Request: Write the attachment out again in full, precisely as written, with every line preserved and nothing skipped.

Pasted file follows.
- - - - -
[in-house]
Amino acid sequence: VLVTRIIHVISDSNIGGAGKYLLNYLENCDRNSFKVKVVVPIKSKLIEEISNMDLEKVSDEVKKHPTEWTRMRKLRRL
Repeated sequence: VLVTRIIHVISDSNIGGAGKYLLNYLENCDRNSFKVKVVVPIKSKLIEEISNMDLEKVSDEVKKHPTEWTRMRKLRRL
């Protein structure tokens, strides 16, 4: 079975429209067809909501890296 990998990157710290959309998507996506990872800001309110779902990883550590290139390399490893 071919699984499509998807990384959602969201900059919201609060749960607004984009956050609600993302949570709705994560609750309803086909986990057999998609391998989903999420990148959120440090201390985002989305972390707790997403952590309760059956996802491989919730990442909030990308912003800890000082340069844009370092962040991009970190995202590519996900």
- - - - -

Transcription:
[in-house]
Amino acid sequence: VLVTRIIHVISDSNIGGAGKYLLNYLENCDRNSFKVKVVVPIKSKLIEEISNMDLEKVSDEVKKHPTEWTRMRKLRRL
Repeated sequence: VLVTRIIHVISDSNIGGAGKYLLNYLENCDRNSFKVKVVVPIKSKLIEEISNMDLEKVSDEVKKHPTEWTRMRKLRRL
């Protein structure tokens, strides 16, 4: 079975429209067809909501890296 990998990157710290959309998507996506990872800001309110779902990883550590290139390399490893 071919699984499509998807990384959602969201900059919201609060749960607004984009956050609600993302949570709705994560609750309803086909986990057999998609391998989903999420990148959120440090201390985002989305972390707790997403952590309760059956996802491989919730990442909030990308912003800890000082340069844009370092962040991009970190995202590519996900």